Congress Introduces Legislation on the Clean Water State Revolving Fund


It was an exciting week for the Clean Water State Revolving Fund (CWSRF)!

The CWSRF is a federal infrastructure program that provides low-interest loans to states – requiring a 20% state match – for wastewater and stormwater infrastructure improvements. Since 1987, the CWSRF has loaned $42 billion to 50 states, the District of Columbia, and Puerto Rico, allowing states to leverage over $126 billion in wastewater infrastructure improvements. The CWSRF is the primary source of federal assistance for states and communities to construct, repair, and replace our nation’s network of wastewater and stormwater systems.

Our nation’s wastewater and stormwater treatment facilities provide a critical service in protecting public health and the environment. However, these infrastructure systems are aging and face a growing fund gap. ASCE’s 2017 Infrastructure Report Card gave our nation’s wastewater infrastructure a “D+,” and the U.S. Environmental Protection Agency (EPA) estimates that $271 billion will be needed for wastewater infrastructure over the next 20 years. It is expected that 56 million new users will be connected to centralized wastewater treatment centers in the coming years, which will require the construction of 532 new systems by 2032.

ASCE supports robust legislation that invests in wastewater and stormwater infrastructure, which is why we are proud  to endorse the bipartisan Water Quality Protection and Job Creation Act of 2019 (H.R. 1497). This legislation was introduced by House Committee on Transportation & Infrastructure Chairman Peter DeFazio (D-OR), Chair of the House Transportation & Infrastructure Subcommittee on Water Resources & Environment, Rep. Grace Napolitano (D-CA), along with Reps. John Katko (R-NY), and Don Young (R-AK). This bill reauthorizes the CWSRF for $20 billion over five years, funds non-point and point source water pollution control programs, and creates pilot programs to promote stormwater best management practices and resiliency.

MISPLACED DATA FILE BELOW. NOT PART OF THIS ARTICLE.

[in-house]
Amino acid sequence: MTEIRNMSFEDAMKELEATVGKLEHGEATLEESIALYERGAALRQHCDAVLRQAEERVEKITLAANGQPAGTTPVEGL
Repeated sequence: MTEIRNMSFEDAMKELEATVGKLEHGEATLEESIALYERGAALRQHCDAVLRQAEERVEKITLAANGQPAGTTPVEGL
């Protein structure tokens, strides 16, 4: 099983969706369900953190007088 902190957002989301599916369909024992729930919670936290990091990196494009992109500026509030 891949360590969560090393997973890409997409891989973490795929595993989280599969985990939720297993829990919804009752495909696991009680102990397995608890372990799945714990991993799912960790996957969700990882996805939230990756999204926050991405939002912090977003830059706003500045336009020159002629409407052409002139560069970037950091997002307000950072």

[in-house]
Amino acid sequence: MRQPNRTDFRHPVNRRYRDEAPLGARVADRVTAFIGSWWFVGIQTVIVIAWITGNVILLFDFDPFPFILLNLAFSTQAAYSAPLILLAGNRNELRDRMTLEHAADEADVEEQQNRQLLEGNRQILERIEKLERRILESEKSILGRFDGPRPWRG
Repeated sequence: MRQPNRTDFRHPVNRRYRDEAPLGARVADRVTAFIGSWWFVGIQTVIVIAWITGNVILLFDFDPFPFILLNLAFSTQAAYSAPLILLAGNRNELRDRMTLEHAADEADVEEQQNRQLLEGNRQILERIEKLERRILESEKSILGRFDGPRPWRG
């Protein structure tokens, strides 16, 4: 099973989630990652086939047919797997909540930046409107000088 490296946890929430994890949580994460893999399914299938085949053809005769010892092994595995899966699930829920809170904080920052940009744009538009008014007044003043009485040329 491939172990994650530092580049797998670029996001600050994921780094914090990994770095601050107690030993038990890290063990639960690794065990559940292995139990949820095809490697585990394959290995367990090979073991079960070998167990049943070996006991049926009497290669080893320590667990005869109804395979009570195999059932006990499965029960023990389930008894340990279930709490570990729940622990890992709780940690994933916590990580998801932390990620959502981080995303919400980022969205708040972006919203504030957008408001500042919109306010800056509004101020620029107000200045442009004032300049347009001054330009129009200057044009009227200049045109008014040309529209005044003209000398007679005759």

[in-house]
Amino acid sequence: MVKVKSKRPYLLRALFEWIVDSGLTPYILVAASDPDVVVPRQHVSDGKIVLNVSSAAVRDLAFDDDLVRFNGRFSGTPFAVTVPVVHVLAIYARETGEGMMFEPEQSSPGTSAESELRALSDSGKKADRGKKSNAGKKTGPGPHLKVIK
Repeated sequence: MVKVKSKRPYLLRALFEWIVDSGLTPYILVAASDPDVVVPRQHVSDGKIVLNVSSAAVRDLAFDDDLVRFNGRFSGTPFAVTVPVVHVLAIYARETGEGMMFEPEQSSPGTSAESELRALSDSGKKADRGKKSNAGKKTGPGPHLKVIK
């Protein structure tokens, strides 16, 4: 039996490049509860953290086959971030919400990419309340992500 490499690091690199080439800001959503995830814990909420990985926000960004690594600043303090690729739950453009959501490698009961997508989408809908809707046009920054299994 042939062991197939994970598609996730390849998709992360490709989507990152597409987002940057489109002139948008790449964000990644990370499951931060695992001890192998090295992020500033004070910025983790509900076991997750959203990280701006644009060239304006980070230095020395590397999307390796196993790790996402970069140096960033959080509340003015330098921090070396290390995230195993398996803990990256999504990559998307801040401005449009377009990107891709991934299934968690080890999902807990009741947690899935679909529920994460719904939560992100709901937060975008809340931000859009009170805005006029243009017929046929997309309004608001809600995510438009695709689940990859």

Also this week, the House Transportation & Infrastructure Subcommittee on Water Resources & Environment held a hearing entitled “The Clean Water State Revolving Fund: How Federal Infrastructure Investment Can Help Communities Modernize Water Infrastructure and Address Affordability Challenges.” ASCE submitted a Statement for the Record outlining clean water infrastructure priorities. In his opening remarks, Ranking Member Bruce Westerman (R-AR) called for an “all-hands-on-deck approach to reserve the decline of our nation’s infrastructure,” including searching for new funding sources, increasing public-private partnerships (P3s), improving federal regulations, focusing on innovative technologies, and EPA implementation of its integrated planning initiative.

The hearing also asserted the need to address water affordability to so disadvantaged communities and low-income resident do not face undue financial hardship. Last Congress, ASCE endorsed the bipartisan Low-Income Water Customer Assistance Programs Act of 2018 (S. 3564), which establishes pilot programs for low income residents to receive aid in paying their drinking water or wastewater utility bill and helps the utilities that service them. The bill also requires the EPA to conduct a study on the cost and best methods of transitioning from a pilot program to a nationwide program. ASCE is actively working with the bill’s authors, Sen. Ben Cardin (D-MD) and Roger Wicker (R-MS) to get the bill reintroduced this Congress.

ASCE is pleased that Congress has highlighted the importance of robust investment in our nation’s wastewater and stormwater infrastructure systems and the need for innovative affordability mechanisms. We look forward to working with Congress to close the wastewater infrastructure funding gap.


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